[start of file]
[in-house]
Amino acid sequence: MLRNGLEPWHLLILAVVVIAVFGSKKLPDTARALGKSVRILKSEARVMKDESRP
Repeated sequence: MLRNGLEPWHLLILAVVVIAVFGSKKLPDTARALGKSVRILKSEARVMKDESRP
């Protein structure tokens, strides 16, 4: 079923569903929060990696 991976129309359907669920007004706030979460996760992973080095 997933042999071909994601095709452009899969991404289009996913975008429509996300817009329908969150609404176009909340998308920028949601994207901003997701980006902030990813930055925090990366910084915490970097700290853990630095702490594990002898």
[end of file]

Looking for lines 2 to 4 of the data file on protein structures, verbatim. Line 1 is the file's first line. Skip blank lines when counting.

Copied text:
Amino acid sequence: MLRNGLEPWHLLILAVVVIAVFGSKKLPDTARALGKSVRILKSEARVMKDESRP
Repeated sequence: MLRNGLEPWHLLILAVVVIAVFGSKKLPDTARALGKSVRILKSEARVMKDESRP
């Protein structure tokens, strides 16, 4: 079923569903929060990696 991976129309359907669920007004706030979460996760992973080095 997933042999071909994601095709452009899969991404289009996913975008429509996300817009329908969150609404176009909340998308920028949601994207901003997701980006902030990813930055925090990366910084915490970097700290853990630095702490594990002898």